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Candidates running for key Pa. election posts wrongly believe 2020 presidential race was stolen

Regional problems remain heavy

Scherrer, a county commissioner candidate for Butler County, told Votebeat and Spotlight PA that his belief that the 2020 election was unfair and that elections in general were susceptible to manipulation influenced his choice to run. He said it contained “many” elements.

“This is definitely a priority on my list because there are so many polls across the country that say 50-60% of people think their votes aren’t counted,” he said. said. “Honestly, I think it’s a big problem. [in Butler]”

If elected, he said he would act on that conviction, investigate the internet connections of voting machines, and move to counting ballots by hand in his ideal world.

But not all commissioner candidates have made electoral issues part of their campaigns. Votebeat and Spotlight PA found that about a third of candidates made a statement at some point related to how the election was conducted, but many more said they were on more local issues. Focused.

For example, this review found no relevant statements from any of Clarion County’s seven county commissioner candidates. And one of her candidates who responded to the Votebeat and Spotlight PA surveys gave her thoughts on why.

“As long as candidates like Trump and Kari Lake are in the news, they’re going to be talked about, but people aren’t talking about them locally,” said Braxton White, a Democrat. “The issues people are talking about now are emergency services and broadband. [good] to adjust it locally. “

Marianne Schneider, senior voting policy adviser for the ACLU in Pennsylvania, said the 45 candidates identified by Votebeat and Spotlight PA may seem like a lot, but not all of them make it through the primary. and, if it does pass, it occupies less than a quarter of the state’s 180 commissioner seats.

Still, who wins seats will directly affect electoral policy over the next four years, including the crucial 2024 presidential election cycle, she said.

Peter Bondi, managing director of Informing Democracy, a nonprofit focused on the vote-counting process, said voters should be concerned about what the group calls “anti-democratic” officials. Stated.

“In the aftermath of the 2022 election, we have seen many stories focused on stakeholders across the state who are playing key roles in our election,” Bondy said. “Certainly statewide actors have a big role to play, but the reality is that it is primarily county-level workers and county-level officials who actually control the elections.”

a Recent reports from the group We have identified over 200 such “anti-democratic” officials, including 36 at the county level in Pennsylvania. Informing democracy is defined as an attempt to undermine elections.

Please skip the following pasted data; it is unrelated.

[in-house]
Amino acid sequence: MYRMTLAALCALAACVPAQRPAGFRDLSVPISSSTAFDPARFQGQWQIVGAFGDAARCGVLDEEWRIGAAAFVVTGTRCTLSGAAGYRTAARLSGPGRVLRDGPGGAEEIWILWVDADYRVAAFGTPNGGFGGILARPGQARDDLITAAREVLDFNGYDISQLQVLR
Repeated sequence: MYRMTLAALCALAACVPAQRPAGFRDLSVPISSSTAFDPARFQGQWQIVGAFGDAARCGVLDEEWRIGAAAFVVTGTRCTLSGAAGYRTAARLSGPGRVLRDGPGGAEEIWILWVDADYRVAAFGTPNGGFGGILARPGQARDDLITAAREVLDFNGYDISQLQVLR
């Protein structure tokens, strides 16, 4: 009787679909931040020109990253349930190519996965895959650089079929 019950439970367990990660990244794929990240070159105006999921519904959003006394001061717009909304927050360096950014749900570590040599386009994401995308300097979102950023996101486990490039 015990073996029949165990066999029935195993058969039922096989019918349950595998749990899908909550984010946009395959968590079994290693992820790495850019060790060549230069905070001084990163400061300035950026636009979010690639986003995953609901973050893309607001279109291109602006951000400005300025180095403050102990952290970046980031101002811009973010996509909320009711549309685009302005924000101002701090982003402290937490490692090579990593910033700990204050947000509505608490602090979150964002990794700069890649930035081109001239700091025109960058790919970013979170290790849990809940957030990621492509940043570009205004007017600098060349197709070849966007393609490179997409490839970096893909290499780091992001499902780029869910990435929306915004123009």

Greenberg, a former election administrator turned policy adviser, emphasized that the reason commissioners have become so influential in recent years is the ambiguity of Pennsylvania’s election laws.

Act 77, the 2019 law that created postal ballots without justification, has raised questions such as whether countries can allow “amendment of ballots,” a step that allows voters to correct errors in mail ballots. It is not clear about some elements of election administration. As a result, the law effectively leaves decisions about these policies to the county and thus to the commissioner.

Moreover, such commissioners have not set deadlines for states to certify elections, and actual results for counties that do not provide certification to states within the required timeframe are not included, Greenberg said. . States seeking relief through the courts.

Last spring, three counties — Burks, Fayette, and Lancaster — refused to include undated mail ballots in their accreditation primary election results. The incident was specifically mentioned in the Brennan Center report.

A state court eventually forced the county to complete certification, but The incident caused concern In the future, county boards may refuse to certify results if they disagree with the rules or results of elections. I am running.

“After all, it feels good without a gap” [in the law] I’m optimistic because the Court will be there as a backstop to all of this when it’s filled by the General Assembly or by all those elected,” Greenberg said.

At least one of the outgoing commissioners shared his optimism for another reason.

Columbia County Republican Commissioner Chris Young said he has overseen elections for 24 years as a member of the Election Commission and has learned that many people win by simply saying what they have to say. But I’m sick of hearing that elections are controlled by “secret groups” when in fact they are run by “our neighbors and friends.”

But he added that he doesn’t think candidates pushing conspiracy theories are really dangerous. Young believes that if he wins, many people will simply “say he’s magically gotten better.”

“They are not going to change the system,” he said. “Because the system is so good.”

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